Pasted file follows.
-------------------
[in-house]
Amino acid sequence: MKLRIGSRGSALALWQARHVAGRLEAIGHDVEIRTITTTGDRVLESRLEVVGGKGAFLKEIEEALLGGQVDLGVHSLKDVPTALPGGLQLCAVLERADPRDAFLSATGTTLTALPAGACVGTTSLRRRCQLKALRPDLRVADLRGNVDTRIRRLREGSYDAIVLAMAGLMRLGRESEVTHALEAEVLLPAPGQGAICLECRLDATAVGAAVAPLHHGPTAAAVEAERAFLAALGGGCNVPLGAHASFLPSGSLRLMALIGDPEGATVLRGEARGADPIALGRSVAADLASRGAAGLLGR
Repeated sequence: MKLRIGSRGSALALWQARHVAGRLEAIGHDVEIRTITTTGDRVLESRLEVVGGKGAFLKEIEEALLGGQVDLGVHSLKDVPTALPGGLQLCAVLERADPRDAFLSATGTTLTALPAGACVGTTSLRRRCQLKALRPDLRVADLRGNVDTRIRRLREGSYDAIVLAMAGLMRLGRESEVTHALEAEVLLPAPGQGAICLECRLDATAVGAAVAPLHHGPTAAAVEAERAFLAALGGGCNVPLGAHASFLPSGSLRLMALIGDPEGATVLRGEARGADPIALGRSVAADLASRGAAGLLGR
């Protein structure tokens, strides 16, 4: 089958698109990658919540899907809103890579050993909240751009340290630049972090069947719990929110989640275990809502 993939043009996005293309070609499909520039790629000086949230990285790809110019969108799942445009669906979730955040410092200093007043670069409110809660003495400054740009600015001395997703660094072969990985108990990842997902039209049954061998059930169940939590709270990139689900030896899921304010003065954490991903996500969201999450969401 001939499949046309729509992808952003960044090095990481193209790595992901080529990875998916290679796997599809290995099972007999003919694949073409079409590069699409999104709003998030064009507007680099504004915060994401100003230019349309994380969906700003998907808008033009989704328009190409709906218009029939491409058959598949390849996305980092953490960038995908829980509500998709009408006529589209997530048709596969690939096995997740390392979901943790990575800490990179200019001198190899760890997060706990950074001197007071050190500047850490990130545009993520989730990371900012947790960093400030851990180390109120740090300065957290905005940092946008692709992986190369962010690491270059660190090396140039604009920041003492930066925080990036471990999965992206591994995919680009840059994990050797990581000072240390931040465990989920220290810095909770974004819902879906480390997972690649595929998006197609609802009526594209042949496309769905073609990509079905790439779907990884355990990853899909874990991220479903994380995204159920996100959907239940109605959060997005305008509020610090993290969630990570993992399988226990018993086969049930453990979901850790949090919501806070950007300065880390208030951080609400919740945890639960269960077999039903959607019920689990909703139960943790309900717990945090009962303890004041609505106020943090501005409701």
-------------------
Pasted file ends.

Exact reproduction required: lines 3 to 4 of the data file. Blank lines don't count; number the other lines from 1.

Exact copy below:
Repeated sequence: MKLRIGSRGSALALWQARHVAGRLEAIGHDVEIRTITTTGDRVLESRLEVVGGKGAFLKEIEEALLGGQVDLGVHSLKDVPTALPGGLQLCAVLERADPRDAFLSATGTTLTALPAGACVGTTSLRRRCQLKALRPDLRVADLRGNVDTRIRRLREGSYDAIVLAMAGLMRLGRESEVTHALEAEVLLPAPGQGAICLECRLDATAVGAAVAPLHHGPTAAAVEAERAFLAALGGGCNVPLGAHASFLPSGSLRLMALIGDPEGATVLRGEARGADPIALGRSVAADLASRGAAGLLGR
């Protein structure tokens, strides 16, 4: 089958698109990658919540899907809103890579050993909240751009340290630049972090069947719990929110989640275990809502 993939043009996005293309070609499909520039790629000086949230990285790809110019969108799942445009669906979730955040410092200093007043670069409110809660003495400054740009600015001395997703660094072969990985108990990842997902039209049954061998059930169940939590709270990139689900030896899921304010003065954490991903996500969201999450969401 001939499949046309729509992808952003960044090095990481193209790595992901080529990875998916290679796997599809290995099972007999003919694949073409079409590069699409999104709003998030064009507007680099504004915060994401100003230019349309994380969906700003998907808008033009989704328009190409709906218009029939491409058959598949390849996305980092953490960038995908829980509500998709009408006529589209997530048709596969690939096995997740390392979901943790990575800490990179200019001198190899760890997060706990950074001197007071050190500047850490990130545009993520989730990371900012947790960093400030851990180390109120740090300065957290905005940092946008692709992986190369962010690491270059660190090396140039604009920041003492930066925080990036471990999965992206591994995919680009840059994990050797990581000072240390931040465990989920220290810095909770974004819902879906480390997972690649595929998006197609609802009526594209042949496309769905073609990509079905790439779907990884355990990853899909874990991220479903994380995204159920996100959907239940109605959060997005305008509020610090993290969630990570993992399988226990018993086969049930453990979901850790949090919501806070950007300065880390208030951080609400919740945890639960269960077999039903959607019920689990909703139960943790309900717990945090009962303890004041609505106020943090501005409701």